Mykonos Island  

The most famous cosmopolitan island, a whitewashed paradise in the heart of the Cyclades. According to mythology, Mykonos was formed from the petrified bodies of giants killed by Hercules. And the island took its name from the grandson of Apollo named “Mykonos”
In contrast to other Cycladic capitals, the capital town (Hóra) of the island is not built in the shape of an amphitheatre but instead spreads out over a wide area. It is one of the best examples of Cycladic architecture and a spellbinding attraction for visitors. Stroll around its narrow marble streets and admire whitewashed houses with colorful doors and window frames, bougainvillea trees in purple bloom and hidden churches. You can visit to the Archaeological, Folklore and Maritime Museums. Wander around the pedestrian shopping streets of the Hóra, always colorful and busy. The most glamorous of all is Matoyánni Street, lined with brand name stores, charming cafés and stylish restaurants.
Soak up the atmosphere along the lively waterfront and admire a fleet of fishing boats casting colorful reflections in the azure waters. This is where you will find the Kazárma building, which served as accommodation for the soldiers of Manto Mavrogenous, a heroine of the Greek Revolution. The first floor served as her personal residence.
While you’re out strolling, don’t be surprised if you come across the official mascot of Mykonos, which is nothing other than a... pelican! Pétros the Pelican was found by a fisherman after a storm in 1954, and eventually became the locals’ companion. When he died, the grief for his loss was so deep that a replacement was soon found.
One of the most scenic corners of the island is Alefkántra or “Little Venice”, an 18th century district, dominated by grand captains’ mansions with colorful balconies and stylish windows.
The second traditional settlement of Mykonos is Áno Merá, situated around the historic monastery of Panayia Tourliani (a 16th century church with a brilliant carved wooden iconostasis). To the north, in Fteliá, lies an important Neolithic settlement, and a 14th-13th century BC Mycenaean tomb.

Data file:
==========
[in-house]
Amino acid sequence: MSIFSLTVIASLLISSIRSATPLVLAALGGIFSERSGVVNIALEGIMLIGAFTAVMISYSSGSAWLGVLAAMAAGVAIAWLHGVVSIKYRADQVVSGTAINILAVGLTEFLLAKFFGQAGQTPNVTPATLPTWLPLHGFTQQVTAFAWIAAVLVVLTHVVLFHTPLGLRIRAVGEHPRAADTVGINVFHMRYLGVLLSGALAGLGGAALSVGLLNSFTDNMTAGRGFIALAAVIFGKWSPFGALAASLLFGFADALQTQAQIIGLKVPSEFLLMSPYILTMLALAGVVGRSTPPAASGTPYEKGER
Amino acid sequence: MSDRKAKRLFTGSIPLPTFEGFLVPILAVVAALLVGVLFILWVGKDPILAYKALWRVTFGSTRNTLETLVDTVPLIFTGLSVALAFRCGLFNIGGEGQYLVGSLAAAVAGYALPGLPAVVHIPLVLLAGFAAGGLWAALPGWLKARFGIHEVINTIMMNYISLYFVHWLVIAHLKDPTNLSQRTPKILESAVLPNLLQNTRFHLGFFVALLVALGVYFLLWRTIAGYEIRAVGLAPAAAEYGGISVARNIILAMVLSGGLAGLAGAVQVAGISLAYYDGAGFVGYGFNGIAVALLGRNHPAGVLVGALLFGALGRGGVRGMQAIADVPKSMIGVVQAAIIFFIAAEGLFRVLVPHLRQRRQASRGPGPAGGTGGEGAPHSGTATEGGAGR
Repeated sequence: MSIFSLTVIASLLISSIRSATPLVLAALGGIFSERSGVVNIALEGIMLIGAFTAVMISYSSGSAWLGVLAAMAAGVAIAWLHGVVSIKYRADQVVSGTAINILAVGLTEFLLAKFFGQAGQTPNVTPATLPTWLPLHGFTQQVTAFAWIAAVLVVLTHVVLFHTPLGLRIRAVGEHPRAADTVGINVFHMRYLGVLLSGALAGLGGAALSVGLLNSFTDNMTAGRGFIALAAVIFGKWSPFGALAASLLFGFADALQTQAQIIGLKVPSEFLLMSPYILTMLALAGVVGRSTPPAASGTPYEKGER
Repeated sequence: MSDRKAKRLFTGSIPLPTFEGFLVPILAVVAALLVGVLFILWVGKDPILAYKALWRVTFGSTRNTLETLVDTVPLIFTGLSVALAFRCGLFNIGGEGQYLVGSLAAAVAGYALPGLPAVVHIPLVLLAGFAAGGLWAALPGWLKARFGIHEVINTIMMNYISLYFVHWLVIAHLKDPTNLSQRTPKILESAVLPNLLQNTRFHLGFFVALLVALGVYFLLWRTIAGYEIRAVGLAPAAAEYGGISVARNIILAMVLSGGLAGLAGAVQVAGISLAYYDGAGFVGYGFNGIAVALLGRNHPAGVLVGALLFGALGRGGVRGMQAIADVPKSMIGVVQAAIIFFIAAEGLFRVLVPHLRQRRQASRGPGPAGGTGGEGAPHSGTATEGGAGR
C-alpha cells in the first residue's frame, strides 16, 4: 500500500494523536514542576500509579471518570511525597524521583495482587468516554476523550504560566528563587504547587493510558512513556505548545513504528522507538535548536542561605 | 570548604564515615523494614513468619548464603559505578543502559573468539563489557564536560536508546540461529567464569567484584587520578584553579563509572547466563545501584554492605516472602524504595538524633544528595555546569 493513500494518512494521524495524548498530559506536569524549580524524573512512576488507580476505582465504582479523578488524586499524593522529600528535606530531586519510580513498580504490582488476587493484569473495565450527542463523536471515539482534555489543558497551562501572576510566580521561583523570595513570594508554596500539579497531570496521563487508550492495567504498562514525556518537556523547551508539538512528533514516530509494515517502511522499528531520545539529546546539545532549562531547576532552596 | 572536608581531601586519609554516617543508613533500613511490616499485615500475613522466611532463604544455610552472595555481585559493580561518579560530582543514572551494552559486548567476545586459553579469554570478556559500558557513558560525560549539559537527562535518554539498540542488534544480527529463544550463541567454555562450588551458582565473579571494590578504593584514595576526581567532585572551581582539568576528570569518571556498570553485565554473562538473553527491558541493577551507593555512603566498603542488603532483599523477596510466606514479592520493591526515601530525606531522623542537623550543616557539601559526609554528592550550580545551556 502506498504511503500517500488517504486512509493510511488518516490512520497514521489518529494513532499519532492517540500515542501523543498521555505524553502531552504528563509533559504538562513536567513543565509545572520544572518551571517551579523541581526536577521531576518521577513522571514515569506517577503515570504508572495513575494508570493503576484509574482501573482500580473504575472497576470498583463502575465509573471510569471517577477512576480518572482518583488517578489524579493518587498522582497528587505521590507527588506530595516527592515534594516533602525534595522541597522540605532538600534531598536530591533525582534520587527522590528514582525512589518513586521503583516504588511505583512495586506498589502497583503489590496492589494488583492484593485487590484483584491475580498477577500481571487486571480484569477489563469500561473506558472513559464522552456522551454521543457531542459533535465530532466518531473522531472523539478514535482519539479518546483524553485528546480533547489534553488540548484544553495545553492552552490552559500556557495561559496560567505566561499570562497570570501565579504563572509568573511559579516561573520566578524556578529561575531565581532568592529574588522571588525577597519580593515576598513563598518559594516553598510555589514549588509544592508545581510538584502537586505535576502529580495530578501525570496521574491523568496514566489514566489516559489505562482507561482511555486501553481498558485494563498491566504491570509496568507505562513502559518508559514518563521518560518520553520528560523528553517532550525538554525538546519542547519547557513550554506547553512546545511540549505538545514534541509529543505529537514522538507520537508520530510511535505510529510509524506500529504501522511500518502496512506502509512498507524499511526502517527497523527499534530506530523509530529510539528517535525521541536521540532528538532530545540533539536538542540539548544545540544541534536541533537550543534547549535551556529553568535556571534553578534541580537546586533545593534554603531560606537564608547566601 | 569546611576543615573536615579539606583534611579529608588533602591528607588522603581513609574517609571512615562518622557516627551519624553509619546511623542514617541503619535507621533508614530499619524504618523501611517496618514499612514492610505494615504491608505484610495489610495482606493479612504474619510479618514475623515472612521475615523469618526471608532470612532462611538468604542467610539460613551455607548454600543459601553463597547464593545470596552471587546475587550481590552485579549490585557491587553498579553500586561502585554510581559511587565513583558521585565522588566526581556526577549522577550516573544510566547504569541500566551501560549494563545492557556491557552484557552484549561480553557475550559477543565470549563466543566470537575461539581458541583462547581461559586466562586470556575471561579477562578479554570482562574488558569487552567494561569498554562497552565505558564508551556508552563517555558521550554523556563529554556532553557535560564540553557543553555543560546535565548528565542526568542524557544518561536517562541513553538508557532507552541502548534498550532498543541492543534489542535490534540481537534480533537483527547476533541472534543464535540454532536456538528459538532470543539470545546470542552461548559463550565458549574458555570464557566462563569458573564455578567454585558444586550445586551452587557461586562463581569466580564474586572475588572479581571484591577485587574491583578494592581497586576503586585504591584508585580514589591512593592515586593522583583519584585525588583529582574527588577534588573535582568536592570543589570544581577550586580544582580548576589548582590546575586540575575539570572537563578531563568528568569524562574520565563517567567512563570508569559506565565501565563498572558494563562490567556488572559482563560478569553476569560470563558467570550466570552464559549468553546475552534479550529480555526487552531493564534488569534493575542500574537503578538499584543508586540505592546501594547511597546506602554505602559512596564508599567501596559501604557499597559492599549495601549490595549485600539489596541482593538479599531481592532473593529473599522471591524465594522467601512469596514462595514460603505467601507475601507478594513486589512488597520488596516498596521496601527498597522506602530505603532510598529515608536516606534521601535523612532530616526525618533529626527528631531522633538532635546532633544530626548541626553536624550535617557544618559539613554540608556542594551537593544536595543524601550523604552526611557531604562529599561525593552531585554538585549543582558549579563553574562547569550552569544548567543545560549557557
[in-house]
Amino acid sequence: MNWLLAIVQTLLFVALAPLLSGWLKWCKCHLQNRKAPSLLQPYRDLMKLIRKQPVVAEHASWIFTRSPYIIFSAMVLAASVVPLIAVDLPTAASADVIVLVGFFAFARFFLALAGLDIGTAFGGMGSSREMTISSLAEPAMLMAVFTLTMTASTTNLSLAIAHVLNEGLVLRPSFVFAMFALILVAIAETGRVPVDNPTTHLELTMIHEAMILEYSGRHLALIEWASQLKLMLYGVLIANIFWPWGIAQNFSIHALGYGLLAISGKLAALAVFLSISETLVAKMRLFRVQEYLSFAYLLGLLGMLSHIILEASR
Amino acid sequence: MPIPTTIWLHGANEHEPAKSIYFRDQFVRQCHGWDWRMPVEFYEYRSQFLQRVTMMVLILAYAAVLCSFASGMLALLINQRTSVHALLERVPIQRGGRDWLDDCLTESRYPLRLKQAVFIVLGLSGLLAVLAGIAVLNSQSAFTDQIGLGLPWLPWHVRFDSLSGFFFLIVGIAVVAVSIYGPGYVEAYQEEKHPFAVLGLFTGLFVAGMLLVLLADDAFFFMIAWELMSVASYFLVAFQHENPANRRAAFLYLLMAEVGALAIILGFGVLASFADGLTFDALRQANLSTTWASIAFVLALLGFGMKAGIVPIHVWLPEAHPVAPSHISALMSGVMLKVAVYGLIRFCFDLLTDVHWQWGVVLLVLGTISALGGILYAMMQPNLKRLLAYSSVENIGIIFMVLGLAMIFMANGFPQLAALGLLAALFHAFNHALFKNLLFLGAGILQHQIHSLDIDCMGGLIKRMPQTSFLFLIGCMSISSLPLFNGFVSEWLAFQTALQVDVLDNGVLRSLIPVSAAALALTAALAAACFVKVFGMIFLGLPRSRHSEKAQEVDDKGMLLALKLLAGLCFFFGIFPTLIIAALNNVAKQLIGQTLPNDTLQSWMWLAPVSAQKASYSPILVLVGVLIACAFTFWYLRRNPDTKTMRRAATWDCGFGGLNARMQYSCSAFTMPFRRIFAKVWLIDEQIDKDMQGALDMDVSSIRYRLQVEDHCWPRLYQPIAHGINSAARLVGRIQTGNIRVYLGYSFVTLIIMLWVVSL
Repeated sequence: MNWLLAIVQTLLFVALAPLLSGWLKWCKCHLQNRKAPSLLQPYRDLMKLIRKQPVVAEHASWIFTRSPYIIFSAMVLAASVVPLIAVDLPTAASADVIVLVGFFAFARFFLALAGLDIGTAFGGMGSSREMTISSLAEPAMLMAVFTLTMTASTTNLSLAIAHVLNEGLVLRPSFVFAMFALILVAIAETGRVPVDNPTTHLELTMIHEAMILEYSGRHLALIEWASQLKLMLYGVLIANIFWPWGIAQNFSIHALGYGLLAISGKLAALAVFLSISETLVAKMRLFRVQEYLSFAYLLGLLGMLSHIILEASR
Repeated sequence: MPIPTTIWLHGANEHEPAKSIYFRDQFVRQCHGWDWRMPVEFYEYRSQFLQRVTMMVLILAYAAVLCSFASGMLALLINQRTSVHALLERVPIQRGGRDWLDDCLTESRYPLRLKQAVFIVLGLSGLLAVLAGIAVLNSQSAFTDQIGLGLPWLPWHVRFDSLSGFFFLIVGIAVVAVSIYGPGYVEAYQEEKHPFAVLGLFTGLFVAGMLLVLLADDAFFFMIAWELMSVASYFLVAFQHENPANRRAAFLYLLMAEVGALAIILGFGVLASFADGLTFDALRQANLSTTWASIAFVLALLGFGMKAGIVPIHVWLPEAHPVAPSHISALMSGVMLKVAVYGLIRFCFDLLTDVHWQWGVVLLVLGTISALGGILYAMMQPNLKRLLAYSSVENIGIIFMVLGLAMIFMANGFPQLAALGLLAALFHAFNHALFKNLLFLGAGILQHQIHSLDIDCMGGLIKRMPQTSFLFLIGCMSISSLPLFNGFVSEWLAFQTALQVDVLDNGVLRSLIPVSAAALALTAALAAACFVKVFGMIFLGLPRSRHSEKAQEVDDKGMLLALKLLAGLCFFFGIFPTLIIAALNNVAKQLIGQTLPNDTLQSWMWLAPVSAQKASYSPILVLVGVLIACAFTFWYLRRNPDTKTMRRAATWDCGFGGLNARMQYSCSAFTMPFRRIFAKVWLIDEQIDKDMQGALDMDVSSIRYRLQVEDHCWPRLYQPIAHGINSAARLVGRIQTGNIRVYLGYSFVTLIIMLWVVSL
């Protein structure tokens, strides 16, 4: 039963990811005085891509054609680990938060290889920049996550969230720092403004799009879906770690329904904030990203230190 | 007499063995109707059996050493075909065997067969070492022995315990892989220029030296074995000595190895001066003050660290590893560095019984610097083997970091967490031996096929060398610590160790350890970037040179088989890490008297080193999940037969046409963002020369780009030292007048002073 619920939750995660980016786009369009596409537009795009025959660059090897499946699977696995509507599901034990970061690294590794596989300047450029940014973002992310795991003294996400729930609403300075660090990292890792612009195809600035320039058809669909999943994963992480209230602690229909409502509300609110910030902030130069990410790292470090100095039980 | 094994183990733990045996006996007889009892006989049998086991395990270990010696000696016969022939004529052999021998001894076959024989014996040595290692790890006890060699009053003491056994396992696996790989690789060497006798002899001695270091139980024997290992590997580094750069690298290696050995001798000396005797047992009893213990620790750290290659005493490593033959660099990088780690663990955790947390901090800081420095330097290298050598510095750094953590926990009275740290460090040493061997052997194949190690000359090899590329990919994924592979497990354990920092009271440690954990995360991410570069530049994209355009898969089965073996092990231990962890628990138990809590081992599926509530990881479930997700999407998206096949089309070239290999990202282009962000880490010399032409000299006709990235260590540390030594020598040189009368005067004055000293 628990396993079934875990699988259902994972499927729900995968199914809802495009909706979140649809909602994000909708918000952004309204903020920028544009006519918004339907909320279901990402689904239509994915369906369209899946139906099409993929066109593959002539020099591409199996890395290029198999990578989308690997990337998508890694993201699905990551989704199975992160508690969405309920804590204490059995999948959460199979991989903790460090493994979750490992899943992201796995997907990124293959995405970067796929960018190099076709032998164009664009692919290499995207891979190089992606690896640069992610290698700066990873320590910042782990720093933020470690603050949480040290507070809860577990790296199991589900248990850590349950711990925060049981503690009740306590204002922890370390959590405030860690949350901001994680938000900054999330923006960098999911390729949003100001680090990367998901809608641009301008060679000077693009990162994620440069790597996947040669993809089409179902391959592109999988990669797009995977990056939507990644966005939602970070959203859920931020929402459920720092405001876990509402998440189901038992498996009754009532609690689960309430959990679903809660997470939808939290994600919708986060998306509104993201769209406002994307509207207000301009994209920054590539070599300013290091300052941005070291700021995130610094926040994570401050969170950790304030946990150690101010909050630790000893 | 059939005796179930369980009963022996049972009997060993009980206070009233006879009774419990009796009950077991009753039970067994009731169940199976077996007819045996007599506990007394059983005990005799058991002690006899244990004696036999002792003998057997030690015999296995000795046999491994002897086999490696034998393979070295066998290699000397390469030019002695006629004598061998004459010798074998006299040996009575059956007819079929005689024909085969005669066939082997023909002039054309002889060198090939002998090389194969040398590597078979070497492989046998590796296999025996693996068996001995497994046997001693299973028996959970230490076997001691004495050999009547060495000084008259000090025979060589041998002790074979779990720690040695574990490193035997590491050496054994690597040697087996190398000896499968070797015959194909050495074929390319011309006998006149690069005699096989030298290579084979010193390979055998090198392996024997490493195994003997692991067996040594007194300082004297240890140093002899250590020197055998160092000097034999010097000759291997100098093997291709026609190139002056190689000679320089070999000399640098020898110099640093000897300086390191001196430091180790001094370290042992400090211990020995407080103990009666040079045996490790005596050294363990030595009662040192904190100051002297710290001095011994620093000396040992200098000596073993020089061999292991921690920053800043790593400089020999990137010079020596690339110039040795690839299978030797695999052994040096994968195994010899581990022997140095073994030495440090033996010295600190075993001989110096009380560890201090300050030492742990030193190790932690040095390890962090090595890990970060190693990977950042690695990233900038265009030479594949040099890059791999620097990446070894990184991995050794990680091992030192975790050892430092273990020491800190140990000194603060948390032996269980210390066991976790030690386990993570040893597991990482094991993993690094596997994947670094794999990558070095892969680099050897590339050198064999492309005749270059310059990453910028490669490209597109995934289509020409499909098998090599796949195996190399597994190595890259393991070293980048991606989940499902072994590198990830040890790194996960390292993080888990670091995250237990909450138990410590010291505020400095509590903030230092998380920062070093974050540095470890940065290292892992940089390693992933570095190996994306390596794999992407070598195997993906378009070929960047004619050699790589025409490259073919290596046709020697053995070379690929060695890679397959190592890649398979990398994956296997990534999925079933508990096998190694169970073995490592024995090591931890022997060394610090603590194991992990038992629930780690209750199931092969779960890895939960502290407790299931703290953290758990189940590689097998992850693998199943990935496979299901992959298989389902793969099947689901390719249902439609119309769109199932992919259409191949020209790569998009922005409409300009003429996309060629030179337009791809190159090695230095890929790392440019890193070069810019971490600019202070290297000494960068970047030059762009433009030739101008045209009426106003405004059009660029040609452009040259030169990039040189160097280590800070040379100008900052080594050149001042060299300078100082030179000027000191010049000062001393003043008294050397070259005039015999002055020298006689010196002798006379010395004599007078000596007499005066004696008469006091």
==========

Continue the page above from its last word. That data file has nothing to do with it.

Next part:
Using the Hóra as your base, set out on a trip to discover the beauties of the island, in particularly its sun-kissed beaches.
The island is a paradise for water sport enthusiasts! It is only natural that the “Island of the Winds” should attract surfers and sailors from all over the world!
If you find yourself in Mykonos take the opportunity to explore the tiny archaeological gem of Delos Island, just a short boat trip away. Delos was a sacred island in ancient times, and according to mythology was the birthplace of the twin gods Apollo and Artemis. It’s a an ark of history, floating lazily on the waters of the Aegean Sea, just a few miles away from cosmopolitan Mykonos. It’s a chance to walk around the revival of the glory of the Greek civilization. It’s the head priest of the Cyclades, the birthplace of the immortals. It’s Delos.
Nowadays, Delos reserves its uniqueness to the know world: nowhere else in the Globe is there a natural insular archaeological site of this size and importance. No other island on Earth hosts so many monumental antiquities from the Archaic, the Classical, and the Hellenistic periods, i.e. the centuries of the great Greek art, on a territory used exclusively as an archaeological site. Delos is not a museum; Delos is not there to tell a story. Delos is history itself.


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